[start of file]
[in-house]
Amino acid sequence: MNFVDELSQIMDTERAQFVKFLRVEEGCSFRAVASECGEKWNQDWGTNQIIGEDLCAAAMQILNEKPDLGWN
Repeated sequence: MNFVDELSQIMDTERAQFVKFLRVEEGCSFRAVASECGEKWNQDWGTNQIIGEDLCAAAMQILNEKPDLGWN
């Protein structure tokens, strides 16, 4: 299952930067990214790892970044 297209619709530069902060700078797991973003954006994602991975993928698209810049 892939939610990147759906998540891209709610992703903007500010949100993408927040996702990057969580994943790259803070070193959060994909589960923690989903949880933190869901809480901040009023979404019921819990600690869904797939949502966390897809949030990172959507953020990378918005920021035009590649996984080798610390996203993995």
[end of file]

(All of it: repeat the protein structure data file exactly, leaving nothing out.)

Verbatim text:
[in-house]
Amino acid sequence: MNFVDELSQIMDTERAQFVKFLRVEEGCSFRAVASECGEKWNQDWGTNQIIGEDLCAAAMQILNEKPDLGWN
Repeated sequence: MNFVDELSQIMDTERAQFVKFLRVEEGCSFRAVASECGEKWNQDWGTNQIIGEDLCAAAMQILNEKPDLGWN
């Protein structure tokens, strides 16, 4: 299952930067990214790892970044 297209619709530069902060700078797991973003954006994602991975993928698209810049 892939939610990147759906998540891209709610992703903007500010949100993408927040996702990057969580994943790259803070070193959060994909589960923690989903949880933190869901809480901040009023979404019921819990600690869904797939949502966390897809949030990172959507953020990378918005920021035009590649996984080798610390996203993995």